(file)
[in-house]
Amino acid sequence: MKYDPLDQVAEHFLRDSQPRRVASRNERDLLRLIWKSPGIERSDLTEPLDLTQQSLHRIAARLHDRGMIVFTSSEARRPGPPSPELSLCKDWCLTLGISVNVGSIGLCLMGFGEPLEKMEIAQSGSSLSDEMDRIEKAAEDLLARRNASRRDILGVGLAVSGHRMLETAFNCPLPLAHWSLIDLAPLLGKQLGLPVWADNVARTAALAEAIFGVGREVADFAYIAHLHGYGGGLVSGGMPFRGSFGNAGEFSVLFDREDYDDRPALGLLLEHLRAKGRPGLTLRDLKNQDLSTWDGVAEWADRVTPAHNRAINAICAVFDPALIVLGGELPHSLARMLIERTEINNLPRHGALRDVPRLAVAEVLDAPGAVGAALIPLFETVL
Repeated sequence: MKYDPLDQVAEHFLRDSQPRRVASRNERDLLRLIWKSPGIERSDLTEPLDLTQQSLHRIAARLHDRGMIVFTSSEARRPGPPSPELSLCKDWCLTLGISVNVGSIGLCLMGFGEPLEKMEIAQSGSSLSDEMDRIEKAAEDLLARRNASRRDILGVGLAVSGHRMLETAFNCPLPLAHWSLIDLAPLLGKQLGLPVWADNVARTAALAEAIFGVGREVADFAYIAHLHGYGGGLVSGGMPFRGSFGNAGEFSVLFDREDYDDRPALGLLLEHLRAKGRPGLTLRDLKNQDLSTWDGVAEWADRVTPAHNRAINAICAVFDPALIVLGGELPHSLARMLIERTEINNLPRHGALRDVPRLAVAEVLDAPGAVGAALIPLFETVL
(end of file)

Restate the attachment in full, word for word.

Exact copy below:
[in-house]
Amino acid sequence: MKYDPLDQVAEHFLRDSQPRRVASRNERDLLRLIWKSPGIERSDLTEPLDLTQQSLHRIAARLHDRGMIVFTSSEARRPGPPSPELSLCKDWCLTLGISVNVGSIGLCLMGFGEPLEKMEIAQSGSSLSDEMDRIEKAAEDLLARRNASRRDILGVGLAVSGHRMLETAFNCPLPLAHWSLIDLAPLLGKQLGLPVWADNVARTAALAEAIFGVGREVADFAYIAHLHGYGGGLVSGGMPFRGSFGNAGEFSVLFDREDYDDRPALGLLLEHLRAKGRPGLTLRDLKNQDLSTWDGVAEWADRVTPAHNRAINAICAVFDPALIVLGGELPHSLARMLIERTEINNLPRHGALRDVPRLAVAEVLDAPGAVGAALIPLFETVL
Repeated sequence: MKYDPLDQVAEHFLRDSQPRRVASRNERDLLRLIWKSPGIERSDLTEPLDLTQQSLHRIAARLHDRGMIVFTSSEARRPGPPSPELSLCKDWCLTLGISVNVGSIGLCLMGFGEPLEKMEIAQSGSSLSDEMDRIEKAAEDLLARRNASRRDILGVGLAVSGHRMLETAFNCPLPLAHWSLIDLAPLLGKQLGLPVWADNVARTAALAEAIFGVGREVADFAYIAHLHGYGGGLVSGGMPFRGSFGNAGEFSVLFDREDYDDRPALGLLLEHLRAKGRPGLTLRDLKNQDLSTWDGVAEWADRVTPAHNRAINAICAVFDPALIVLGGELPHSLARMLIERTEINNLPRHGALRDVPRLAVAEVLDAPGAVGAALIPLFETVL